The city of Richmond has taken a step closer to having the highest-paid minimum wage workers in the state.
The City Council voted at its Tuesday night meeting to approve a first reading of an ordinance that would raise the city’s minimum wage from the current state rate of $8 an hour to $12.30 by 2017.
The council approved the wage hike and rejected two other proposals to raise the minimum wage to $11 or $15.
The second reading of the ordinance is set for next month. The minimum wage is set to be phased in gradually beginning about 30 days after adoption, according to city officials.
During the transition period, the city’s minimum wage would increase to $9.60, and in 2016 it would bump up to $11.52, reaching $12.30 in 2017.
The council was initially slated to put the minimum wage proposals to the voters this November, but city leaders opted instead to vote on the ordinance themselves.
In a letter to her fellow council members urging them to forgo a ballot measure, Mayor Gayle McLaughlin cited “overwhelming support” from constituents polled about a potential minimum wage hike and “little opposition.”
Councilman Tom Butt, the lone dissenting vote on the wage hike on Tuesday, said that while he supports the measure he would prefer to delay a vote on the issue until city staff can complete an analysis detailing the consequences of the wage increase. The analysis would include potential adverse affects for local businesses, he said.
In a poll of about 75 residents on Butt’s website, most respondents favored a minimum wage increase, with the majority preferring the $11 rate.
The Richmond Chamber of Commerce conducted its own poll of about 20 people, according to chamber office manager Christina Phipps.
About half of those respondents were opposed to raising the city’s minimum wage.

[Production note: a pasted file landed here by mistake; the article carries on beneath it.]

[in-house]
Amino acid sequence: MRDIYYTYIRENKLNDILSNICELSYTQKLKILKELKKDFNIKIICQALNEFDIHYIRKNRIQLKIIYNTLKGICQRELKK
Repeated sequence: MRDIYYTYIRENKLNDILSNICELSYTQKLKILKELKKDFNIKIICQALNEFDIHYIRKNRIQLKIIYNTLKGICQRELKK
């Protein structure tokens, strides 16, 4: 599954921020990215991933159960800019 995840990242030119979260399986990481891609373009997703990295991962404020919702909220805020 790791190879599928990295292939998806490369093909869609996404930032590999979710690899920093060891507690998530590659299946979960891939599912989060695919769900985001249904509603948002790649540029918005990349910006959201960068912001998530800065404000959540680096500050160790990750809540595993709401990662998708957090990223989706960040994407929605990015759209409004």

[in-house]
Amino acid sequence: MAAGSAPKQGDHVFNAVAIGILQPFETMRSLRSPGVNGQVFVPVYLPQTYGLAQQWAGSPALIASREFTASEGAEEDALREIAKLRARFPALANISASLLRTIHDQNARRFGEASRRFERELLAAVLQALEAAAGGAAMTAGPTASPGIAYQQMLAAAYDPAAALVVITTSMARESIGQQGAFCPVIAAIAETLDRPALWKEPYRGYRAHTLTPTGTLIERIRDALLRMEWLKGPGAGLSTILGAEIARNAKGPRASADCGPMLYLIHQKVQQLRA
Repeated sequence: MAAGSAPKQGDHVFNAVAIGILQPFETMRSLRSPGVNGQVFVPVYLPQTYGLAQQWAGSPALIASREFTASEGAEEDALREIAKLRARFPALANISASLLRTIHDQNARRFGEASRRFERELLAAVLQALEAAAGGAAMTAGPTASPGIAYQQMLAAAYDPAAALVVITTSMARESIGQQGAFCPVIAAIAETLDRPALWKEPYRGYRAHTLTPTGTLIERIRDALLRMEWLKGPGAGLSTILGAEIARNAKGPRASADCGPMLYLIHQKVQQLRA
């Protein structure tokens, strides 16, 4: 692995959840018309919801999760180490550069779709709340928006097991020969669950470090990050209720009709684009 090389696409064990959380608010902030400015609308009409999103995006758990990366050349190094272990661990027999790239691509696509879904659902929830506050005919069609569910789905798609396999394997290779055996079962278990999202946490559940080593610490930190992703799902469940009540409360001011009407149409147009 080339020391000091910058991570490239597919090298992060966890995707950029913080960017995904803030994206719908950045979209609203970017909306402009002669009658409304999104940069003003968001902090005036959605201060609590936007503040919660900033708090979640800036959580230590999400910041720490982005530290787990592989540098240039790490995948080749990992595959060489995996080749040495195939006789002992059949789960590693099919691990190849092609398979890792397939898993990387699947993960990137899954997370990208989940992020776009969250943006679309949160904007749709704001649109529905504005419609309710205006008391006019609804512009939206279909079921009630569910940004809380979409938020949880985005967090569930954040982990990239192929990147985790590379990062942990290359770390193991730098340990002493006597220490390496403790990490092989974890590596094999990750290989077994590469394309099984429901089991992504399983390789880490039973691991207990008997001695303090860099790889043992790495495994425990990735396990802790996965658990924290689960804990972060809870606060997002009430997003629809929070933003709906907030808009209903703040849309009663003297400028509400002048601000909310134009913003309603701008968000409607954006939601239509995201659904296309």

“Increasing beyond the state’s minimum wage will force businesses to make to do with current staffing and hinder additional hiring,” one respondent wrote. “Worst yet, it might even create cut backs in employment.”
According to city staff documents, the cost of living in Richmond is about 20 percent above the national average.
If the minimum wage hike is adopted, it will make Richmond’s minimum wage the highest in the state and one of the highest in the nation.
Currently San Francisco and San Jose have the state’s highest minimum wages at $10.74 and $10.15 per hour, respectively.
Meanwhile, California’s minimum wage is set to bump up to $9 in July and to $10 in 2016 and President Barack Obama has proposed to raise the federal minimum wage from $7.25 to $10.10 an hour by 2016.
Voters in Chicago on Tuesday voted overwhelmingly in favor of a non-binding referendum expressing support for a $15 minimum wage for large employers in the city, according to the National Employment Law Project, an organization that promotes worker rights and job creation.
“Chicago and Richmond are just the latest in a new wave of cities acting to raise the minimum wage this year,” said Paul Sonn, general counsel for the organization.
“With inequality at record levels, more workers relying on public assistance just to afford the basics and the federal minimum wage stalled at $7.25, more and more cities are responding with higher minimum wages at the local level,” he said.
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